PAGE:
This one is the famous Fleet, the old river that gave Fleet Street its name; eventually it became an open sewer and then, built over with brick, an enclosed one. My guide for the night, an engaging sewer veteran named Rob, goes down the ladder first. The Fleet flow has been temporarily diverted to ease our entry, but I'm nervous, nonetheless, and I haul my legs inelegantly onto the ladder before descending slowly, my feet heavy with their tungsten load, waiting for the smell to hit me. It doesn't. People expect sewers to smell like their toilets, says Rob—like 3 million toilets—but the water content is rarely less than 90 percent, which dilutes most of the stink. At the bottom of the ladder, there is no stench, just a smell of damp and mustiness and the sight of bricks, bricks, and more bricks, stretching away in both directions for miles on end.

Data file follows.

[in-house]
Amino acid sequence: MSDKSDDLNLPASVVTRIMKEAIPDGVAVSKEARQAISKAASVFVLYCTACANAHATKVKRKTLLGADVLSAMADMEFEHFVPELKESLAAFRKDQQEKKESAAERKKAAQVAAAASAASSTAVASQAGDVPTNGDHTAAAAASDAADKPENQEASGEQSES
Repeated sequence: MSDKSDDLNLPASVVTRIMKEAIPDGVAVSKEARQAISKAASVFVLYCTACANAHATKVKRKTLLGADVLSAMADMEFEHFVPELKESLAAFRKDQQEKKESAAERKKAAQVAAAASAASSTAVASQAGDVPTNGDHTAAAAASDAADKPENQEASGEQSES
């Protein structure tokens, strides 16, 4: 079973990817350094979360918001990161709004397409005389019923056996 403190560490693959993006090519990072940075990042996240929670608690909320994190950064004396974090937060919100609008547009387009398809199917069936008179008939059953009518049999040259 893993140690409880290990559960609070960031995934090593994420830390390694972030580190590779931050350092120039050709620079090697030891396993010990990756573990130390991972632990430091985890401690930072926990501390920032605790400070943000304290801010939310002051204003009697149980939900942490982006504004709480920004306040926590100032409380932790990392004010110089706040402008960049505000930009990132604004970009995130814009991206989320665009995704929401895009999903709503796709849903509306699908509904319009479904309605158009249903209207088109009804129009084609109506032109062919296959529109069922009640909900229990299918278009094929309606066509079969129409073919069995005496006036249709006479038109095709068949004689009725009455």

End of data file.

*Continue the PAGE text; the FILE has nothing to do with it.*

It's a matter of taste, of course, but I find it oddly beautiful, even though I'm walking through a foot-high flow where the odd bloated tampon or polystyrene cup floats past. No one on the five-strong team knows how old this section is, but they don't think it's one of Bazalgette's. They say his name with respect, for Joseph Bazalgette is still the emperor of London's sewers, even though 150 years have passed since he was tasked with revolutionizing them, thus ridding the city of cholera and foul smells. In 1858, the amount of sewage discharged into the Thames was so great that the curtains in the Houses of Parliament, located right on the river's banks, had to be soaked in chlorine to mask the odor. The Great Stink, as it became known, catalyzed change, and Bazalgette spent 16 years and 318 million bricks building a vast network of interceptor sewers that carried London's waste away from its center to be dumped in the river farther east. Things have changed, though river and sea dumping stopped only in 1997; now most waste is treated and incinerated in massive treatment plants at Beckton and Crossness, on the banks of the Thames in east London, and at Mogen, west of the city.